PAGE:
The Oligopolists’ Market: Amazon Hegemony
Amazon is the member of the internet oligopoly comprising Apple, Google, Facebook, Microsoft and Amazon — most of the time internet is surfed on smartphones; therefore, Apple is included. Amongst these, Apple, Google and Amazon are also in the e-book publishing business. Microsoft also has a publishing wing, but it’s mainly into technology books. Of course, Amazon is the oldest player and has near monopoly in the business. It enjoys the loin share of the e-book retail business, very much like Google enjoys the loin share of the search engines business. Amazon hegemony in e-book publishing and retailing business is undisputed.
Of course, all monopoly and oligopoly is bad, but I am most concerned about the publishing business because through it the oligopolists can control thoughts. Till now, traditional publishers ruled the roost. In fact, even now they are pretty prominent, and elsewhere I have opined that they shall remain ever important. But, as I see, they mostly cater to celebrities. A Twinkle Khanna may write gibberish but a Penguin will make that gibberish the best seller, which is acknowledged first at Amazon. Amazon may like to claim they only work by rules, and their algorithum decides the shelf space, but everybody knows what happens behind the scenes. Indeed, they promote books published by traditional publishers over those published by Indie Authors. In a way, Amazon is playing fraud with Indie Authors: it claims itself to be the guardian of Indie Authors but is facilitating the traditional publishers to swallow them
Indie authors are at an obvious disadvantage to traditional publishers. They don’t get access to celebrity media reviewers. They don’t get press coverage. They don’t get covered on TV/electronic media. They don’t have deep pockets to sell through advertisement on social media. No wonder traditional publishers are so supercilious. An author’s most important tool is his writing, which gets acknowledged best by its readers. But the readers are so impatient these days that they don’t leave a review or rating even when they like a book. Also, there is a possibility that commercialization of reviews through Influence Marketing has made every ordinary person with any writing skills, whatsoever, a potential influencer and a reluctant reviewer — I think Influence Marketing is the worst manifestation of the rot that business’ takeover of the society has produced.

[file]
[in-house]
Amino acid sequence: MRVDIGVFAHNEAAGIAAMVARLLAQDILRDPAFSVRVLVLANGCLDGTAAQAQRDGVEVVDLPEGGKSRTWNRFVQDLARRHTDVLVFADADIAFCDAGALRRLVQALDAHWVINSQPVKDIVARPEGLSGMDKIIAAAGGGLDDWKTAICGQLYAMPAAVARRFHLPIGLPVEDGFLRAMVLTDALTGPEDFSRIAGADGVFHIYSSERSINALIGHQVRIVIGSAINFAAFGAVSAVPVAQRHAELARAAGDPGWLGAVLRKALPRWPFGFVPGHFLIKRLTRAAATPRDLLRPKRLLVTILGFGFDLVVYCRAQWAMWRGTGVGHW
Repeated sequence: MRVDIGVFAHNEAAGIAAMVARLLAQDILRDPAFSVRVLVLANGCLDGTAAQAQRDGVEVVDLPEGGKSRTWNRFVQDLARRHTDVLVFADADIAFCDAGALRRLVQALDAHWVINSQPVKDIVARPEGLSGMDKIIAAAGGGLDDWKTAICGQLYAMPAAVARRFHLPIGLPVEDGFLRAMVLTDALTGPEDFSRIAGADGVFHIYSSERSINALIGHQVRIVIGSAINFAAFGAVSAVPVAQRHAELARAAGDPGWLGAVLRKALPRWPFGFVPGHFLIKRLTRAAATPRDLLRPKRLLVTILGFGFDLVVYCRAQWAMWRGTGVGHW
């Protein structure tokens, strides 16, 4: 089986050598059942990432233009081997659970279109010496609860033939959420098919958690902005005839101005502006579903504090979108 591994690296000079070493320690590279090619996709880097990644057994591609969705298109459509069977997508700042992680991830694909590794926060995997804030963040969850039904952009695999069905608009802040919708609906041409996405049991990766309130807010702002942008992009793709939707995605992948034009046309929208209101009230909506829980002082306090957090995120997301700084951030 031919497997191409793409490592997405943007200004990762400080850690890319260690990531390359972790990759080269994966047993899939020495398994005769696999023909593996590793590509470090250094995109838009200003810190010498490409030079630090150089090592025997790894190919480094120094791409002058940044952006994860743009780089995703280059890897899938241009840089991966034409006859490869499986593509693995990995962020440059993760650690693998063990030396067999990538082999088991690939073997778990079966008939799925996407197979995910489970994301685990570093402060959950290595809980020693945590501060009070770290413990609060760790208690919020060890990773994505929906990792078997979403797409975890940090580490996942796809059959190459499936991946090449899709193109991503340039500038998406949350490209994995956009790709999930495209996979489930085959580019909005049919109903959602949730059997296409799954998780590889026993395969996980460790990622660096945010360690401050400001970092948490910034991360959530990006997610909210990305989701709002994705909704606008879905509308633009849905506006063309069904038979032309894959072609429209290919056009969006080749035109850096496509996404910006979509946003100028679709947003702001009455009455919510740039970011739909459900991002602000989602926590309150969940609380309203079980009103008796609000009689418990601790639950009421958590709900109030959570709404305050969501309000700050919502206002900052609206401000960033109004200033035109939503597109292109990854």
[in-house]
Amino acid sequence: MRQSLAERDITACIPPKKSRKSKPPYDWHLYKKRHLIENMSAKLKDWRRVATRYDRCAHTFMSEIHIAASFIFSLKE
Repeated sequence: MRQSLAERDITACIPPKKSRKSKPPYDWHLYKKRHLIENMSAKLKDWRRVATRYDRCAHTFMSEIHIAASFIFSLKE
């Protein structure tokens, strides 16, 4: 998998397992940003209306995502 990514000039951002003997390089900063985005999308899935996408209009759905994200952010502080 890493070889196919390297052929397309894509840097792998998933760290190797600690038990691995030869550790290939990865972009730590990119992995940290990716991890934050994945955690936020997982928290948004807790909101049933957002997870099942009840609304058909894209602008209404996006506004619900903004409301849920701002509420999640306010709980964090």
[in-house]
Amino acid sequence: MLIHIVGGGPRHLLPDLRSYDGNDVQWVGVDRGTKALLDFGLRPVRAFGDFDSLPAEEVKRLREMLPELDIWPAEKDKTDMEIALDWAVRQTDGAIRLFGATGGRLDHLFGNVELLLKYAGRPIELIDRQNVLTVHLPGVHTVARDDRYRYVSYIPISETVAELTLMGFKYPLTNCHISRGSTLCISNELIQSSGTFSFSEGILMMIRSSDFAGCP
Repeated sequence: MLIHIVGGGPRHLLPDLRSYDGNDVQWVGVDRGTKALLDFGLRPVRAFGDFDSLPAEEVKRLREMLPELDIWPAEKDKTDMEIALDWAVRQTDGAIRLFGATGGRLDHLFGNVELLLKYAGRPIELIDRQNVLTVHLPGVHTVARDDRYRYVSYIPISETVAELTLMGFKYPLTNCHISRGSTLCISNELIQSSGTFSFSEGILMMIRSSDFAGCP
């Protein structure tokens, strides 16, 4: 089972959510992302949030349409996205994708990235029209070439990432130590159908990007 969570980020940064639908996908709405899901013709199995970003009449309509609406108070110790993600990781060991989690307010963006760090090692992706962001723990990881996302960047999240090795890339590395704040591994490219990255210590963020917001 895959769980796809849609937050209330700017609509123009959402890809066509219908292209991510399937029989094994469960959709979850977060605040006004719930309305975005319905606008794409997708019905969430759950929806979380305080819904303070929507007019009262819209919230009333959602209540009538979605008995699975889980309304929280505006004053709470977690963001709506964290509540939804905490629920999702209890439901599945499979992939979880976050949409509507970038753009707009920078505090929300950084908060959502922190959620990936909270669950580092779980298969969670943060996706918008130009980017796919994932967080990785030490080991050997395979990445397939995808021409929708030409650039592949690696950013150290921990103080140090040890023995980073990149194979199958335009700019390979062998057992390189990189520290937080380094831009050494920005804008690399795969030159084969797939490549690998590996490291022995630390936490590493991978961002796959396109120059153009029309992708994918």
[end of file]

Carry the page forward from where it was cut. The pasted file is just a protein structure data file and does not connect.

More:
A reviewer is the second most important tool of an Indie Author. He is the introductor of an author to the world of readers. But most of them charge fees these days, which brings them in immediate conflict with the interest of the readers. Nevertheless, there are some dedicated reviewers too, who write reviews out of their passion for reading and of course sans fees. Most of them can be found on Goodreads. But whether Goodreads per se is a platform worthy enough to enjoy the gathering of such dedicated reviewers is a question of great importance (My personal experience with Goodreads has been extremely bad, and I am adamant to teach them a lesson).
It is not just incidental that Amazon has acquired Goodreads and now it owns it. In fact, Goodreads’ only source of income even earlier was affilate marketing mainly through Amazon. But now when Amazon has acquired it, Goodreads has ceased to be an independent platform for genuine reviewers, fully and finally. As is the usual practice, Goodreads may claim itself to be editorially independent, but the problem remains even if it is assumed to be as such: you can’t sell on Amazon if you have a conflict with Goodreads because you can’t sue Goodreads without making Amazon a party in the suit (and if it’s for defamation, it’s even worse).
Even otherwise, everything that Amazon does is contrary to the reviewing process. The first and foremost necessity of the reviewing process is the possibility of providing free copies of the book to the reviewers, which in case of Indie Authors is mostly fructified through provision of e-books. But Amazon doesn’t allow even an author to download a free copy of his own book, leave aside the reviewers. Furthermore, it doesn’t allow free pricing of the book, which if done could attract reviewers through free give aways for a limited period. Unlike Smashwords, it doesn’t allow discount coupons, which may be distributed amongst reviewers. Its Amazon Exclusive program is a detterent to perfect competition, where only the reviews matter, and is indeed an attempt to monopolize Indie Author publishing, but, of course, nobody cares — I wonder if there is any more “Rule of Law” in the US or the world anymore: these tech entrepreneurs just don’t have any respect for law and rights, but nobody ever takes them to court unless it’s Europe.